Recent outbreaks of Zika Virus (ZIKV) infection and associated microcephaly has raised multiple scientific questions.
The close antigenic relatedness between flaviviruses makes diagnosis of specific infection difficult. This relatedness also raises the potential of Antibody Dependent Enhancement (ADE) via cross reactive antibodies to flaviviruses like West Nile Virus (WNV) and Dengue Virus (DENV). Asymptomatic WNV infections are endemic throughout the US creating a large proportion of the population that is seropositive for WNV antibodies. Whether these sero-positive individuals potentially carry ZIKV enhancing antibodies remains unknown.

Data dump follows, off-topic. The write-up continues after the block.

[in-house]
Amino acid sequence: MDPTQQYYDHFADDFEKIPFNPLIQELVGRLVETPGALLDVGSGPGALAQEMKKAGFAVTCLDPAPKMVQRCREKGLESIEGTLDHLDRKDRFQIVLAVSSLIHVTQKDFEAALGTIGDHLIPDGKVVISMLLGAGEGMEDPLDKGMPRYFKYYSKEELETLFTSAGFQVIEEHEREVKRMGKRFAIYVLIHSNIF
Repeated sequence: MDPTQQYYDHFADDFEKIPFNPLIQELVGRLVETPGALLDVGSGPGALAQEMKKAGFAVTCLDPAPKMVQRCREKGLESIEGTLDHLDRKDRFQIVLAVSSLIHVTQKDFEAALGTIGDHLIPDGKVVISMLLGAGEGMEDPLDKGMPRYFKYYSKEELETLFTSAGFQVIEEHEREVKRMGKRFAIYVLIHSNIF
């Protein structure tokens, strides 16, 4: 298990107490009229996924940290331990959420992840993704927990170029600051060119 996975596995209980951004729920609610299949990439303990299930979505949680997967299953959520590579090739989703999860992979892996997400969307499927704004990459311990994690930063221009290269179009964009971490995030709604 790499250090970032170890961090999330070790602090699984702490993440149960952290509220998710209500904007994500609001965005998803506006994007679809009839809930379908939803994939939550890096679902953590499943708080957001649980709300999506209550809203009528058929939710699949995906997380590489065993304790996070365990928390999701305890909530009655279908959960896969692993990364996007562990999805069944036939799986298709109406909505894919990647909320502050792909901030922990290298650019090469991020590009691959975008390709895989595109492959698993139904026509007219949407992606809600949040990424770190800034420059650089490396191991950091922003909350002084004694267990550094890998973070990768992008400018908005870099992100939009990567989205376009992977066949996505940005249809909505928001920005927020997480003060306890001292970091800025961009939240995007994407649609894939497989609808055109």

Serum samples obtained from human subjects with symptomatic or asymptomatic WNV infection from a WNV endemic region in Texas were tested for their ability to enhance or neutralize ZIKV infection. Sero-surveillance data demonstrated a ~ 7% prevalence for WNV antibodies in the population. Sera from both symptomatic and asymptomatic WNV seropositive donors effectively neutralized WNV and to some extent DENV infection. Interestingly, WNV+ sera failed to inhibit ZIKV while significantly enhancing infection. Conversely, ZIKV specific sera effectively neutralized ZIKV, with ADE only evident at lower concentrations. The enhancement of ZIKV via WNV antibody positive sera was likely due to non-neutralizing Envelope (E) antibodies as seen with monoclonal ZIKV E antibodies.
Overall, our findings suggest that WNV antibodies in the sera significantly enhance ZIKV infection in Fc receptor positive cells with limited neutralization activity. Further studies in more relevant models of ADE will be needed to confirm the relevance of these findings in vivo.